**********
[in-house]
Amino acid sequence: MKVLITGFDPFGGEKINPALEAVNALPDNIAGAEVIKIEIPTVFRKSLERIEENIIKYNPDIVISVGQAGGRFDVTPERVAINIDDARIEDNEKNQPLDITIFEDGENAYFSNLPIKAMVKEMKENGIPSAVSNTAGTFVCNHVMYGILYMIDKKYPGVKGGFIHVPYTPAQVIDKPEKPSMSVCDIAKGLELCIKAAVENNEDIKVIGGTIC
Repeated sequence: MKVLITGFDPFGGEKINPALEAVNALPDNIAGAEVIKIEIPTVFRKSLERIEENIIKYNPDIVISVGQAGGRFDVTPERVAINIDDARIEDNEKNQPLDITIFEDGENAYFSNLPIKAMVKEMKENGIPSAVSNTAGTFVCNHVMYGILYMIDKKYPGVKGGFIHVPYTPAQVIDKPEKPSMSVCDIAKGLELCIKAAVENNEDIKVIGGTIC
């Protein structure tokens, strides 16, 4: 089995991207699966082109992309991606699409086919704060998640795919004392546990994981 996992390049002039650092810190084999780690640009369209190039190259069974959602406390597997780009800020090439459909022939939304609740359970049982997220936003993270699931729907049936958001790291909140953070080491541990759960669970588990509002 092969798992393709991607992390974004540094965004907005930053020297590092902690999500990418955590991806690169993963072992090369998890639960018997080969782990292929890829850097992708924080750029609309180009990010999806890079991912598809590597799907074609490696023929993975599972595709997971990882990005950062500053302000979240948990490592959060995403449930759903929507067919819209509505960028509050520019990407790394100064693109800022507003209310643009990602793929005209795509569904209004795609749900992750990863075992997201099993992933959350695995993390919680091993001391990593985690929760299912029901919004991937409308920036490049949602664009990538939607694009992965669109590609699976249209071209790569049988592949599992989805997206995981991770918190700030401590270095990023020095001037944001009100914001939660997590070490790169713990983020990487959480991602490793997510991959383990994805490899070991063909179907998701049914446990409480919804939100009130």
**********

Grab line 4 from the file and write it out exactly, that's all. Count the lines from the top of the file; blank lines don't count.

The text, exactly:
């Protein structure tokens, strides 16, 4: 089995991207699966082109992309991606699409086919704060998640795919004392546990994981 996992390049002039650092810190084999780690640009369209190039190259069974959602406390597997780009800020090439459909022939939304609740359970049982997220936003993270699931729907049936958001790291909140953070080491541990759960669970588990509002 092969798992393709991607992390974004540094965004907005930053020297590092902690999500990418955590991806690169993963072992090369998890639960018997080969782990292929890829850097992708924080750029609309180009990010999806890079991912598809590597799907074609490696023929993975599972595709997971990882990005950062500053302000979240948990490592959060995403449930759903929507067919819209509505960028509050520019990407790394100064693109800022507003209310643009990602793929005209795509569904209004795609749900992750990863075992997201099993992933959350695995993390919680091993001391990593985690929760299912029901919004991937409308920036490049949602664009990538939607694009992965669109590609699976249209071209790569049988592949599992989805997206995981991770918190700030401590270095990023020095001037944001009100914001939660997590070490790169713990983020990487959480991602490793997510991959383990994805490899070991063909179907998701049914446990409480919804939100009130």